A Worldnet Daily article describes the suspension of the Associate VP of Human Resources, Crystal Dixon for writing an oped that was critical of the comparison of discrimination against blacks to discrimination against gays. The piece quotes some of Dixon's piece:
Dixon then responded.
"I respectfully submit a different perspective for Miller and Toledo Free Press readers to consider. … First, human beings, regardless of their choices in life, are of ultimate value to God and should be viewed the same by others. At the same time, one's personal choices lead to outcomes either positive or negative," she said.
"As a black woman who happens to be an alumnus of the University of Toledo's Graduate School, an employee and business owner, I take great umbrage at the notion that those choosing the homosexual lifestyle are 'civil rights victims.' Here's why. I cannot wake up tomorrow and not be a black woman. I am genetically and biologically a black woman and very pleased to be so as my Creator intended. Daily, thousands of homosexuals make a life decision to leave the gay lifestyle evidenced by the growing population of PFOX (Parents and Friends of Ex Gays) and Exodus International just to name a few.
"Economic data is irrefutable: The normative statistics for a homosexual in the USA include a Bachelor's degree: For gay men, the median household income is $83,000/yr. (Gay singles $62,000; gay couples living together $130,000), almost 80% above the median U.S. household income of $46,326, per census data. For lesbians, the median household income is $80,000/yr. (Lesbian singles $52,000; Lesbian couples living together $96,000); 36% of lesbians reported household incomes in excess of $100,000/yr. Compare that to the median income of the non-college educated Black male of $30,539. The data speaks for itself," she said.
PFOX is not an accurate source. I'm surprised she didn't quote the "average age of death for a gay man is 43 nonsense."
The article continues, where she acts as if she speaks for the University of Toledo.
She said the alleged benefits disparity at the university, cited by Miller, came about simply because the employees of the two institutions were working under different contracts.
"The university is working diligently to address this issue in a reasonable and cost-efficient manner, for all employees, not just one segment," she said.
But she argued God created male and female, according to Genesis 1:27, and "there are consequences for each of our choices, including those who violate God's divine order."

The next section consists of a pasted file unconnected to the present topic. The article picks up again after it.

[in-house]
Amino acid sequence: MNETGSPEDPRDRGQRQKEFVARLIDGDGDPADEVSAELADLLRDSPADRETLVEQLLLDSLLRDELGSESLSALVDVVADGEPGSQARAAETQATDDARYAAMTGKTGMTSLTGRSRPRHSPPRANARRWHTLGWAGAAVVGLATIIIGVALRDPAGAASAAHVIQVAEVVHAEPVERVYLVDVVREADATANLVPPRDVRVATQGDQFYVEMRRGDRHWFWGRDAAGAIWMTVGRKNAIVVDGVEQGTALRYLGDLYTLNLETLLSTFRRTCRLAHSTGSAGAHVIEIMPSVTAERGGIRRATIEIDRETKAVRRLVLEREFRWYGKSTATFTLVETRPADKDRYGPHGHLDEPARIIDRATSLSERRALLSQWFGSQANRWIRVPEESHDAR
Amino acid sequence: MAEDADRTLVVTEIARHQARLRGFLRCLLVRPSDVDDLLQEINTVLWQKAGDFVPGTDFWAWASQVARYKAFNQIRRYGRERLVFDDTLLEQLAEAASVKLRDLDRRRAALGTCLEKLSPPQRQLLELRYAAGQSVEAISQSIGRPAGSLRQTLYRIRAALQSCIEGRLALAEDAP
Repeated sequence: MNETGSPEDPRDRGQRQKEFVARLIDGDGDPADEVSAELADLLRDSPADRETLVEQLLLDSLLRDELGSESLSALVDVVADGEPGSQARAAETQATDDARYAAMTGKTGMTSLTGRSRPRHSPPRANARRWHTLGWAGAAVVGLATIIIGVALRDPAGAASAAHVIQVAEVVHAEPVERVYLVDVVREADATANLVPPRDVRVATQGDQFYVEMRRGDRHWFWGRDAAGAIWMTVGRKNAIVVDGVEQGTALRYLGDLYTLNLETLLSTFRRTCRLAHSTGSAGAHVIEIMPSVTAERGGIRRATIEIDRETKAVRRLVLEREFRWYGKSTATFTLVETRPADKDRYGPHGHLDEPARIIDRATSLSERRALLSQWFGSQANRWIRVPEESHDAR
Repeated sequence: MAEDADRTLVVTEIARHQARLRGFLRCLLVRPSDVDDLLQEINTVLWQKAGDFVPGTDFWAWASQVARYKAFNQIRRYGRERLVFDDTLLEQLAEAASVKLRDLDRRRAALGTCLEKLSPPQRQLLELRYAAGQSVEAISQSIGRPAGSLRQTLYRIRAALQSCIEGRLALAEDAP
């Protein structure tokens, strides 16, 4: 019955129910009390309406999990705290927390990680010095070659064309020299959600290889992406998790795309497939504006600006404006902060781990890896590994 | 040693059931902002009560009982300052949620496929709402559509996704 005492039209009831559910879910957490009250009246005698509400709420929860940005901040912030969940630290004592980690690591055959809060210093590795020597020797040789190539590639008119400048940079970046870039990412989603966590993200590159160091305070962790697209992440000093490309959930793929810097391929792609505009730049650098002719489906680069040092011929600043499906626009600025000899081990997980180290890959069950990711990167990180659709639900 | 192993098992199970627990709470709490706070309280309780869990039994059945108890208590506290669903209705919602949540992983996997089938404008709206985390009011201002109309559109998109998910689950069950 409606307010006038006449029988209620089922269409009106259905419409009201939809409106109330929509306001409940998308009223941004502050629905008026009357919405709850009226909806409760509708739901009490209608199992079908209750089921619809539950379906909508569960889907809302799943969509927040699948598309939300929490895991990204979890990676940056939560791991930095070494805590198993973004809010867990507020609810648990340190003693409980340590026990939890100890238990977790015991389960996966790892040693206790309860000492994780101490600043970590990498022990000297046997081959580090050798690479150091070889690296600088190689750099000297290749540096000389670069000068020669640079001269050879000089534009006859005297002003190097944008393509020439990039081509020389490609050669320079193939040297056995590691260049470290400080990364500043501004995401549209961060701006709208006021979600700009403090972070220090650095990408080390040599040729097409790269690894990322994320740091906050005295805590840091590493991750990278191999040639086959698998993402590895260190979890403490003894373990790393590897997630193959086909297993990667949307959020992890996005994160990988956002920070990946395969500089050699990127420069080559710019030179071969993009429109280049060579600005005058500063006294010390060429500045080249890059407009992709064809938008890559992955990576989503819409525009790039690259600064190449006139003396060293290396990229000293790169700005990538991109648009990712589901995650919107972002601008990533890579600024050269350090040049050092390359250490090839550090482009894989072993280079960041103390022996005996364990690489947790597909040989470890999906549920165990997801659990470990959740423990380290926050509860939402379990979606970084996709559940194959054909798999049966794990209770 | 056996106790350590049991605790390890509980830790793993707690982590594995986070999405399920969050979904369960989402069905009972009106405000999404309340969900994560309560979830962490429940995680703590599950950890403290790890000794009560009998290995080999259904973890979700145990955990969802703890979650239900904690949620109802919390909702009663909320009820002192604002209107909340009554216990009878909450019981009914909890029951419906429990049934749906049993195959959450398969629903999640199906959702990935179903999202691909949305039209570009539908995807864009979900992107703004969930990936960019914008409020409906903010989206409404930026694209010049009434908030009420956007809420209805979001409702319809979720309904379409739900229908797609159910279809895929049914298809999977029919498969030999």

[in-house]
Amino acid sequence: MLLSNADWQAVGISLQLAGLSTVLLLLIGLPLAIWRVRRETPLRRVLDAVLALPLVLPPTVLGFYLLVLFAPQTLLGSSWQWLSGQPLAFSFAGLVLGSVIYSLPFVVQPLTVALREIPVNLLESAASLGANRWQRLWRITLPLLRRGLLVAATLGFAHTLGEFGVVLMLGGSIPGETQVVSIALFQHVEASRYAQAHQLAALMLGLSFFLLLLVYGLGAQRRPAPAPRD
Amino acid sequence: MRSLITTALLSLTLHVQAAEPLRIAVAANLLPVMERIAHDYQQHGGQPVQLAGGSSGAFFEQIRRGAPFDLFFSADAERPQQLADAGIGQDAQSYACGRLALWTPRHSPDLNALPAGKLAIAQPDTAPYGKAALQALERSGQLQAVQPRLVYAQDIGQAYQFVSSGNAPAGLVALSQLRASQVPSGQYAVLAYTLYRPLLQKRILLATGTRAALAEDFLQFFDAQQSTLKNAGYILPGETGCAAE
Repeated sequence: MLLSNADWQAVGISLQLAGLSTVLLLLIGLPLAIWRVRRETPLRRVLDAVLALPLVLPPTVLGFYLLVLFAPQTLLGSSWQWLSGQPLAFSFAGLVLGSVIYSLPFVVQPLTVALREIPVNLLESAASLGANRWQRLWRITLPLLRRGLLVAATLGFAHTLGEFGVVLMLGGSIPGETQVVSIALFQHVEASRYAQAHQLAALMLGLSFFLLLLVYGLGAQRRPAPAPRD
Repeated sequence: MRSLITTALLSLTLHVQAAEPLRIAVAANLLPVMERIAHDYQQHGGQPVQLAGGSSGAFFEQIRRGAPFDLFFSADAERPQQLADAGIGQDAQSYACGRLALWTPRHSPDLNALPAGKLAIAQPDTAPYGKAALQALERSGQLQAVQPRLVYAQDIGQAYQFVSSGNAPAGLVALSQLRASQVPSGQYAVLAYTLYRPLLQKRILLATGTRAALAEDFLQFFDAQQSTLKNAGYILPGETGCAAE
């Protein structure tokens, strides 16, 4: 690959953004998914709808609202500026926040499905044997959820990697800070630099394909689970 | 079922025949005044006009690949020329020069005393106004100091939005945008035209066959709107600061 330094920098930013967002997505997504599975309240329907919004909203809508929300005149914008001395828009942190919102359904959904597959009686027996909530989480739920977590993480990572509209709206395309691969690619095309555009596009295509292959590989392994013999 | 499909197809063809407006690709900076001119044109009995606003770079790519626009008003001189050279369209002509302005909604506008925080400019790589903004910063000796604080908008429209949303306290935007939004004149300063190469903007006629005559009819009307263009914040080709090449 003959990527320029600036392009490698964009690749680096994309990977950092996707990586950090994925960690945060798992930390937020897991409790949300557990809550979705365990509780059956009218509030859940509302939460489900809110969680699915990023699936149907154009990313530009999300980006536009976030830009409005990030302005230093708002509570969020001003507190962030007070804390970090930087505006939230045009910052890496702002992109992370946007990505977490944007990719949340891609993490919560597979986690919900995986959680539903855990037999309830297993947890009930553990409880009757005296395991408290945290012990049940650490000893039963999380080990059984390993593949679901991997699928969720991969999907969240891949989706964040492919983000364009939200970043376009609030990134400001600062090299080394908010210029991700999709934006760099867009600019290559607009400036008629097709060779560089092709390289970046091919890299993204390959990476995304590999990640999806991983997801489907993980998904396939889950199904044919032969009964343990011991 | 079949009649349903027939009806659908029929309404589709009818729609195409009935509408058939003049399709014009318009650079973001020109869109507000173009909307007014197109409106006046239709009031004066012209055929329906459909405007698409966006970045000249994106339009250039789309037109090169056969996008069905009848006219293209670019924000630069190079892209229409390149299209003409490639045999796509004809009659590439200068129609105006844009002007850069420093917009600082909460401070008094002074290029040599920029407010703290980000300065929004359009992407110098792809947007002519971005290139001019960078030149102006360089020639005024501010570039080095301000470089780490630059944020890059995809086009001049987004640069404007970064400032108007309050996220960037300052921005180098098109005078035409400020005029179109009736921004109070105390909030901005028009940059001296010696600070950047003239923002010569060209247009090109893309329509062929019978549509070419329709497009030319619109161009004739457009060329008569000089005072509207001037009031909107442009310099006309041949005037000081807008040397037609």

"It is base human nature to revolt and become indignant when the world or even God Himself, disagrees with our choice that violates His divine order," Dixon said.
This statement suggests she is speaking for the school, and that the school participates in religious discrimination.
Then came the suspension announcement from the school, along with Jacobs' condemnation of Dixon's writings.
"Her comments do not accord with the values of the University of Toledo. It is necessary, therefore, for me to repudiate much of her writing," he said.
"Our Spectrum student group created the Safe Places Program to 'invite faculty, staff and graduate assistants and resident advisers to open their space as a Safe Place for Lesbian, Gay, Bisexual, Transgender, Queer, and Questioning [LGBATQ] individuals.' I took this action because I believe it to be entirely consistent with the values system of the university. Indeed, there is a Safe Places sticker on the door of the president's office at the University of Toledo," Jacobs said.
"We will be taking certain internal actions in this instance to more fully align our utterances and actions with this value system," he said.
Employees of an institution have every right to speak out. They do NOT have the right to suggest institutional support of their view point. Dixon was discussing how university benefits were determined - something she would only know about because of her job. Ms Dixon's oped implied she was speaking for the University of Toledo, and therefore, in my view, her suspension was in order. To address the situation, she should write a follow up oped, to clear up that she was speaking for herself as an individual, and not for the institution.
Miller said he disagreed with Dixon, but acknowledged she had the right to express her beliefs.
"The university operates in an atmosphere of idea exchange, and while I recognize the institution's desire to distance itself from her, this is a basic free speech issue and I am disappointed she has been punished for expressing her views,” he said.
An official with the pro-homosexual Equality Ohio said Dixon's ideas were "more appropriate for her place of worship" and didn't belong elsewhere.
The school's diversity program is set up "to attract and retain diverse faculty, staff, and students" by pledging "to respect and value personal uniqueness and differences."
I think Miller misses the point for reasons I've stated above.